Harry Melling says transgender rights are a “very simple” issue after the backlash against ‘Harry Potter’ writer Jk Rowling.

The 33-year-old actor, who found fame after playing Dudley Dursley in the wizard film franchise, says he can “only speak for himself” amid the furore surrounding JK’s comments on the transgender community, but says he supports the freedom for anyone to choose to identify in whatever manner they choose.

He told the Independent: “I can only speak for myself, and what I feel, to me, is very simple, which is that transgender women are women and transgender men are men.

“Every single person has the right to choose who they are and to identify themselves as what's true to themselves.

“I don’t want to join the debate of pointing fingers and saying, ‘That’s right, that’s wrong’, because I don’t think I’m the correct spokesperson for that. But I do believe that everybody has the right to choose.”

‘Harry Potter’ writer JK, 57, was last year defended over her transgender views by Ralph Fiennes.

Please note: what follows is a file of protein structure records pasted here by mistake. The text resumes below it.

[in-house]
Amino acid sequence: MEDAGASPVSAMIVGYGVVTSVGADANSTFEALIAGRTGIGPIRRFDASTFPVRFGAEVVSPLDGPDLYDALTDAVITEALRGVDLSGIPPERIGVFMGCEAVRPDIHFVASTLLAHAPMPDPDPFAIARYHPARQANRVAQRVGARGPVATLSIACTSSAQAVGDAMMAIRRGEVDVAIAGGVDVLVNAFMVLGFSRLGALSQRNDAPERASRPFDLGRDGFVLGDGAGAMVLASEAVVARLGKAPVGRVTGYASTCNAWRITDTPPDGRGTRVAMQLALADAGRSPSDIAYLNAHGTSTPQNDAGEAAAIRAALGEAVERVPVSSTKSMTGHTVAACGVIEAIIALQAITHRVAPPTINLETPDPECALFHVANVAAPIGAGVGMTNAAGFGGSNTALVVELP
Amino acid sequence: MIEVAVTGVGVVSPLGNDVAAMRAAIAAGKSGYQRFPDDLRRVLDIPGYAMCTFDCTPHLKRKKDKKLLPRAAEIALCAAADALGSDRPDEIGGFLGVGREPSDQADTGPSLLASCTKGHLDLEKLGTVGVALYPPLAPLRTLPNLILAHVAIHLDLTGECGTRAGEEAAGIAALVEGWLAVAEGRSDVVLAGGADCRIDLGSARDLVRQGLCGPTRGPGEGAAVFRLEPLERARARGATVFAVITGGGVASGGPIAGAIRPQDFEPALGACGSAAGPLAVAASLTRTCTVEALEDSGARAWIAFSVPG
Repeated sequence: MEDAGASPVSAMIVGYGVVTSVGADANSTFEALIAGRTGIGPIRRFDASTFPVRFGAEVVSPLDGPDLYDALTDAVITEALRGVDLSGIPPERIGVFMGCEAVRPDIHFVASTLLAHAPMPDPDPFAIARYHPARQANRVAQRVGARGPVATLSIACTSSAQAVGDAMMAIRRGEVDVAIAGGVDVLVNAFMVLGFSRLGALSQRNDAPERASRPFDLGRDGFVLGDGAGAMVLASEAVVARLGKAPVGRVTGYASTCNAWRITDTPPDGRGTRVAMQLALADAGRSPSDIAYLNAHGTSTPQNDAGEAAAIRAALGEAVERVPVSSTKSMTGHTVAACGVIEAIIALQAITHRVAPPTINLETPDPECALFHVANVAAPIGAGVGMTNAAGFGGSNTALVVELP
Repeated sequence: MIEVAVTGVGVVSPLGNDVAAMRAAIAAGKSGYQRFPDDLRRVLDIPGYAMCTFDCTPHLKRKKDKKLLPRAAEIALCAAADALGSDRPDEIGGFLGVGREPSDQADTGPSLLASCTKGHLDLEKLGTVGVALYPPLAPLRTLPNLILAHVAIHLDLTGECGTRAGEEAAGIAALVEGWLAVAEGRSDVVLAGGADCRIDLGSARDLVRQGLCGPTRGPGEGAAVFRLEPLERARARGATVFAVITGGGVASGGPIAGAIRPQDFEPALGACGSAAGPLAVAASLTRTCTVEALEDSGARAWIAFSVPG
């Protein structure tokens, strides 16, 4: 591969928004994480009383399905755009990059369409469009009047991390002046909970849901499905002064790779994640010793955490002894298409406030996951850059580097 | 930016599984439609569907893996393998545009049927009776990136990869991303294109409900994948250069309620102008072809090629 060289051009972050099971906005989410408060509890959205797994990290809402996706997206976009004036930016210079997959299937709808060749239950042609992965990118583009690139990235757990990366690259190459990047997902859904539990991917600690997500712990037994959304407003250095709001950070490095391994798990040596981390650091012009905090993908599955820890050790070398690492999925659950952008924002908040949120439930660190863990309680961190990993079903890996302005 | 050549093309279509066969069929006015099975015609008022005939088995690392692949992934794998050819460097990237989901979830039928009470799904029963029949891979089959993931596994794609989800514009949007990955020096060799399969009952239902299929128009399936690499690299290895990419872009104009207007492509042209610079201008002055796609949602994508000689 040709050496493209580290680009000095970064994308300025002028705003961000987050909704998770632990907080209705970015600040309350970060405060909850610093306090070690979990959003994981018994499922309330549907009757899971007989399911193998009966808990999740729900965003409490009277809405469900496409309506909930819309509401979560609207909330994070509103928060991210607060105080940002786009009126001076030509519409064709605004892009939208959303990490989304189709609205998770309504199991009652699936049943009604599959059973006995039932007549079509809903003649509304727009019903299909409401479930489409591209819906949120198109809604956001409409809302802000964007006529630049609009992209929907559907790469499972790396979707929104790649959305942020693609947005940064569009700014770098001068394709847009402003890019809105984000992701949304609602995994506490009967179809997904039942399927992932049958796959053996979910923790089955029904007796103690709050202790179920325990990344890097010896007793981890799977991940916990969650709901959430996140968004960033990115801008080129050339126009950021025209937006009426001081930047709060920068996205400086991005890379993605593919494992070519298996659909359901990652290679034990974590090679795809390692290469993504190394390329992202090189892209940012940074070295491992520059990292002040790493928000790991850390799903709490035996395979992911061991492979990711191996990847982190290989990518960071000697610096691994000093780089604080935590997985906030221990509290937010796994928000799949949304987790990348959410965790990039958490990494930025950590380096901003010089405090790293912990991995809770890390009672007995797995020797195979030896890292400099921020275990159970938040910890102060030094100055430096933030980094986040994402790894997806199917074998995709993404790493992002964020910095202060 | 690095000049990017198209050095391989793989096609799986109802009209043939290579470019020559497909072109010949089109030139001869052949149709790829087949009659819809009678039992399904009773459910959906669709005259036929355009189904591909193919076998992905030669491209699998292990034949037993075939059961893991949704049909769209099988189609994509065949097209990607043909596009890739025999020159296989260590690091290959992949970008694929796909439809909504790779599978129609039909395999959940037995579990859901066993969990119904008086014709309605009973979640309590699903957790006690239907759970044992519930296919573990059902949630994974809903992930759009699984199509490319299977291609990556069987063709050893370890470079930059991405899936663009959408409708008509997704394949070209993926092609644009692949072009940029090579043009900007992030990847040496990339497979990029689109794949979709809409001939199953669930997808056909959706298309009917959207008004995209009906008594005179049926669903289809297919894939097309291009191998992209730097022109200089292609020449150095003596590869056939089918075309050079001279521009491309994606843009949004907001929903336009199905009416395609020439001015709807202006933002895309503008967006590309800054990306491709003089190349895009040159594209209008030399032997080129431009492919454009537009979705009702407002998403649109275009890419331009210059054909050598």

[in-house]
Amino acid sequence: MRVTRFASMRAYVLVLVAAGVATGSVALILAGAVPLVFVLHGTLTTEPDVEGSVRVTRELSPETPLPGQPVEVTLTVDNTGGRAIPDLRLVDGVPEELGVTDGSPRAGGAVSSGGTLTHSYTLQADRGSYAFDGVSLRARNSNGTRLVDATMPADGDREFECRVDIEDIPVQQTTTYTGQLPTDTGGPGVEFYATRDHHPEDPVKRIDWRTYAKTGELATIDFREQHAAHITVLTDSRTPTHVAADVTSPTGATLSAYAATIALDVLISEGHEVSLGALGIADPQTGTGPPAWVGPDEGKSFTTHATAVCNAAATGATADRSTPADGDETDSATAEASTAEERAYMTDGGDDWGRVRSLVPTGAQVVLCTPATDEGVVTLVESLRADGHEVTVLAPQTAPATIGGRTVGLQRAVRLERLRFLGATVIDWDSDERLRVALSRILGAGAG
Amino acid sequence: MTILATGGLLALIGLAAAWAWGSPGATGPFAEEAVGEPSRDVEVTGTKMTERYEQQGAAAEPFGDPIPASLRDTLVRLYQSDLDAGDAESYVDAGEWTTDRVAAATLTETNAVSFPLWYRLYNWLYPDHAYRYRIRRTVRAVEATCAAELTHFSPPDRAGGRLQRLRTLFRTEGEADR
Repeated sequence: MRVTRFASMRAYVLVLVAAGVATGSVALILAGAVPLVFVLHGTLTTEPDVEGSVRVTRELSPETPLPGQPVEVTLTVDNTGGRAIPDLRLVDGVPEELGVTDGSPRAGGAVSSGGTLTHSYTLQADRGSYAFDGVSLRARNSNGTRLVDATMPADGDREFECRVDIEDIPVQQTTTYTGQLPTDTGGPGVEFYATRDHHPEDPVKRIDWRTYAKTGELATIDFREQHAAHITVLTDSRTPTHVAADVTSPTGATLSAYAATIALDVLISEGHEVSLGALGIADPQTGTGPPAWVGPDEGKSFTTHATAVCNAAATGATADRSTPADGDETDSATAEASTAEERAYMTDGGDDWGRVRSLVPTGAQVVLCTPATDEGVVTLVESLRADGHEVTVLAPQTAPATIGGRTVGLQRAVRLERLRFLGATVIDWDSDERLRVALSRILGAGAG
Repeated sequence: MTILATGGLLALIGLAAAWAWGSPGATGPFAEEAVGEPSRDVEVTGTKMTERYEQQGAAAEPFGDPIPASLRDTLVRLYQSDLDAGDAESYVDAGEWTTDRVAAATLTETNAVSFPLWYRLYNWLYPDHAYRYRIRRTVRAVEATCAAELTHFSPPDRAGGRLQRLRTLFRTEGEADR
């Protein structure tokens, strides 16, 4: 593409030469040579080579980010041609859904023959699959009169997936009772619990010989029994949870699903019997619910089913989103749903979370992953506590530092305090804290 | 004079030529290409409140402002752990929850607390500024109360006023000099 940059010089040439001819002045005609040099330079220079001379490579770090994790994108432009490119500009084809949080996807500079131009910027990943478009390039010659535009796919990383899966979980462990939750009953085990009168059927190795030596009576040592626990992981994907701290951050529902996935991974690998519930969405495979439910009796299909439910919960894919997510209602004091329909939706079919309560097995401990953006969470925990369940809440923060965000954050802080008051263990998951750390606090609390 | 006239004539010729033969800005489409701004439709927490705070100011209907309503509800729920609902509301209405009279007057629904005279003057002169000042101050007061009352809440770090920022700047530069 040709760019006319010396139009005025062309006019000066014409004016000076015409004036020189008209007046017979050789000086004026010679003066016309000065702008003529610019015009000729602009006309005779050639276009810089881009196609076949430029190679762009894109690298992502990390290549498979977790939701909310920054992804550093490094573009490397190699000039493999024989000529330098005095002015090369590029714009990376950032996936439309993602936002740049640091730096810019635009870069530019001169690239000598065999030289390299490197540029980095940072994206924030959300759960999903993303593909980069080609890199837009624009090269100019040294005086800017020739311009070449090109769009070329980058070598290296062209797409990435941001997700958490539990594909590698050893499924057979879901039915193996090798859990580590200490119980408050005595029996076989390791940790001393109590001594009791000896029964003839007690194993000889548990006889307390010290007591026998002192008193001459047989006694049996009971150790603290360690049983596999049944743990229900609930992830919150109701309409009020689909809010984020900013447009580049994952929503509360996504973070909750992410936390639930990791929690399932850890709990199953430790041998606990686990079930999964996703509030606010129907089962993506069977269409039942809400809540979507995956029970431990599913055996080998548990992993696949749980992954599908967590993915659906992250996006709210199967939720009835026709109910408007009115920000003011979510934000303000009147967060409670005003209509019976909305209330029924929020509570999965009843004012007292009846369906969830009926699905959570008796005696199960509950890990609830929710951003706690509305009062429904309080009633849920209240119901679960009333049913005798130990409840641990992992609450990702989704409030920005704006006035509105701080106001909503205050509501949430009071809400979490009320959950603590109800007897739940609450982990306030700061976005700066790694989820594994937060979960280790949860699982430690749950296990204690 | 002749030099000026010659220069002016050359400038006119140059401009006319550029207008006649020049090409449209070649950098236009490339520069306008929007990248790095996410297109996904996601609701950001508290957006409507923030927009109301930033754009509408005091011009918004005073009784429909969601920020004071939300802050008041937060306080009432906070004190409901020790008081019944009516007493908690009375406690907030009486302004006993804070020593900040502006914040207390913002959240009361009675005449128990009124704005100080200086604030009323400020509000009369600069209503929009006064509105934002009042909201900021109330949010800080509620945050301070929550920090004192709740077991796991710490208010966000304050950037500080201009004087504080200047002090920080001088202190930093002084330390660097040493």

The 59-year-old actor, who played Lord Voldemort in film franchise based on the writer’s book series, said he understands where JK is “coming from” with her remarks on trans issues and branded the abuse and death threats with which she has been targeted in the wake of her comments “disgusting”.

JK has been hit by online attacks since 2020 when she bemoaned the loss of references to biological women.

She took issue with an online article’s mention of “people who menstruate” by tweeting: “‘People who menstruate’. I’m sure there used to be a word for those people. Someone help me out. Wumben? Wimpund? Woomud?”

Among those who have since hit out at the author over her remarks are ‘Harry Potter’ actors including Daniel Radcliffe, 33, and Emma Watson, 32, as well as Eddie Redmayne, 40, who featured in her ‘Fantastic Beasts’ films.

JK also recently ended up in a war of words with singer Billy Bragg over transgender rights and accused him of using the “Holocaust to attack feminists”.

She claimed “bearded men”, including Billy, 65, and BBC chat show host Graham Norton, 59, are defining what a woman is instead of leaving it to females.